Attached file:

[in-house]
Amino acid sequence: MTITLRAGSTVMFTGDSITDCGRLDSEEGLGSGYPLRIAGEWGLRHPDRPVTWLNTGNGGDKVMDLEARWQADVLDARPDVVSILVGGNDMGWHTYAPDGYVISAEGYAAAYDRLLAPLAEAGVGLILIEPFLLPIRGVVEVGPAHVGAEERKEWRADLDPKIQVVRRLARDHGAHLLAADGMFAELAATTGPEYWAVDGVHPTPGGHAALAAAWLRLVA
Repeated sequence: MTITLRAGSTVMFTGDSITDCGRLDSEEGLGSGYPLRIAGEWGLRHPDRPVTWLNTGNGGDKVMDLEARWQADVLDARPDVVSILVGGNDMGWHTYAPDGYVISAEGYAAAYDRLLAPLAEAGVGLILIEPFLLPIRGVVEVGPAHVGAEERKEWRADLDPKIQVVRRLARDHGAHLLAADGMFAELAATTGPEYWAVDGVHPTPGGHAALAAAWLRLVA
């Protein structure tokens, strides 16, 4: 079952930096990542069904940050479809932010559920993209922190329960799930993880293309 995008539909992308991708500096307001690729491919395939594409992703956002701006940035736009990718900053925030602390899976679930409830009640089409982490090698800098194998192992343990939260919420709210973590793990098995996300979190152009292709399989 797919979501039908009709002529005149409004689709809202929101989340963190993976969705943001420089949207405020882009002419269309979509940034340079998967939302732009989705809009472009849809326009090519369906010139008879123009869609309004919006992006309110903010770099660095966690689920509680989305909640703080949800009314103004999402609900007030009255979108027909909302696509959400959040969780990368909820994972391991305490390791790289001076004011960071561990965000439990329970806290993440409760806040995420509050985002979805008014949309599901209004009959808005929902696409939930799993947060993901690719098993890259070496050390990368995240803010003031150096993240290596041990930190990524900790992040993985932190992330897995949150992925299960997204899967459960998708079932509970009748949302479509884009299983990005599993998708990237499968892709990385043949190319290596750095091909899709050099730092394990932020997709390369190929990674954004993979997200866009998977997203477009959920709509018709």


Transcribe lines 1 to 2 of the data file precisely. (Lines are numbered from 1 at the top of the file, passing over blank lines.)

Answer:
[in-house]
Amino acid sequence: MTITLRAGSTVMFTGDSITDCGRLDSEEGLGSGYPLRIAGEWGLRHPDRPVTWLNTGNGGDKVMDLEARWQADVLDARPDVVSILVGGNDMGWHTYAPDGYVISAEGYAAAYDRLLAPLAEAGVGLILIEPFLLPIRGVVEVGPAHVGAEERKEWRADLDPKIQVVRRLARDHGAHLLAADGMFAELAATTGPEYWAVDGVHPTPGGHAALAAAWLRLVA